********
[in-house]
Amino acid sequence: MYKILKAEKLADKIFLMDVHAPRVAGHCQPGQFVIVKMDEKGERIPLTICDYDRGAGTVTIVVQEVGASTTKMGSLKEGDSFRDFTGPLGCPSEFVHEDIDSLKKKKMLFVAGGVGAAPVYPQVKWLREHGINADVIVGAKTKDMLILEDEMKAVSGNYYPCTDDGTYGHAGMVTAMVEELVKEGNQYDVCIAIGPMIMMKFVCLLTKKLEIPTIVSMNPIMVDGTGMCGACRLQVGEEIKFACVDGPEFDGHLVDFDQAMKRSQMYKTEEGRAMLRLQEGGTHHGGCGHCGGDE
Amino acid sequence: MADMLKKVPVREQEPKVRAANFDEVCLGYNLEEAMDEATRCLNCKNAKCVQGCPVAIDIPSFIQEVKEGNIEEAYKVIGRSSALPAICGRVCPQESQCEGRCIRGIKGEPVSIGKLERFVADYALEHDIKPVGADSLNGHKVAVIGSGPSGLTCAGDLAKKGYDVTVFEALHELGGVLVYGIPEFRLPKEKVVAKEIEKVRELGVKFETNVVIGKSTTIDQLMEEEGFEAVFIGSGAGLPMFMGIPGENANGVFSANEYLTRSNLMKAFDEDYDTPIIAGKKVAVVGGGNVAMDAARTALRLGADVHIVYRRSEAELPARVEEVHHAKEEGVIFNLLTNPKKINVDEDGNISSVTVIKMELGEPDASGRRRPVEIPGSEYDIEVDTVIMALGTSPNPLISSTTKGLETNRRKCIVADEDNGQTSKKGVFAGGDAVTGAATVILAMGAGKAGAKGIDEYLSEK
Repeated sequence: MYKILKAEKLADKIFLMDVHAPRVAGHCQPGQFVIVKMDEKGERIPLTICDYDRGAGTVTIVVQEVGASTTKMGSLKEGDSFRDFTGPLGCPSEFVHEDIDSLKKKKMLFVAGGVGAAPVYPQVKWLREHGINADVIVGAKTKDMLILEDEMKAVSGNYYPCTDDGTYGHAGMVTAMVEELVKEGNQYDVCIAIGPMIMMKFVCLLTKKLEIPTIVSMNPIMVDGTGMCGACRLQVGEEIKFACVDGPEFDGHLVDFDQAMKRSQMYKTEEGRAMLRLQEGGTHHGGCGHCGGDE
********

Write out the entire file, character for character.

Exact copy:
[in-house]
Amino acid sequence: MYKILKAEKLADKIFLMDVHAPRVAGHCQPGQFVIVKMDEKGERIPLTICDYDRGAGTVTIVVQEVGASTTKMGSLKEGDSFRDFTGPLGCPSEFVHEDIDSLKKKKMLFVAGGVGAAPVYPQVKWLREHGINADVIVGAKTKDMLILEDEMKAVSGNYYPCTDDGTYGHAGMVTAMVEELVKEGNQYDVCIAIGPMIMMKFVCLLTKKLEIPTIVSMNPIMVDGTGMCGACRLQVGEEIKFACVDGPEFDGHLVDFDQAMKRSQMYKTEEGRAMLRLQEGGTHHGGCGHCGGDE
Amino acid sequence: MADMLKKVPVREQEPKVRAANFDEVCLGYNLEEAMDEATRCLNCKNAKCVQGCPVAIDIPSFIQEVKEGNIEEAYKVIGRSSALPAICGRVCPQESQCEGRCIRGIKGEPVSIGKLERFVADYALEHDIKPVGADSLNGHKVAVIGSGPSGLTCAGDLAKKGYDVTVFEALHELGGVLVYGIPEFRLPKEKVVAKEIEKVRELGVKFETNVVIGKSTTIDQLMEEEGFEAVFIGSGAGLPMFMGIPGENANGVFSANEYLTRSNLMKAFDEDYDTPIIAGKKVAVVGGGNVAMDAARTALRLGADVHIVYRRSEAELPARVEEVHHAKEEGVIFNLLTNPKKINVDEDGNISSVTVIKMELGEPDASGRRRPVEIPGSEYDIEVDTVIMALGTSPNPLISSTTKGLETNRRKCIVADEDNGQTSKKGVFAGGDAVTGAATVILAMGAGKAGAKGIDEYLSEK
Repeated sequence: MYKILKAEKLADKIFLMDVHAPRVAGHCQPGQFVIVKMDEKGERIPLTICDYDRGAGTVTIVVQEVGASTTKMGSLKEGDSFRDFTGPLGCPSEFVHEDIDSLKKKKMLFVAGGVGAAPVYPQVKWLREHGINADVIVGAKTKDMLILEDEMKAVSGNYYPCTDDGTYGHAGMVTAMVEELVKEGNQYDVCIAIGPMIMMKFVCLLTKKLEIPTIVSMNPIMVDGTGMCGACRLQVGEEIKFACVDGPEFDGHLVDFDQAMKRSQMYKTEEGRAMLRLQEGGTHHGGCGHCGGDE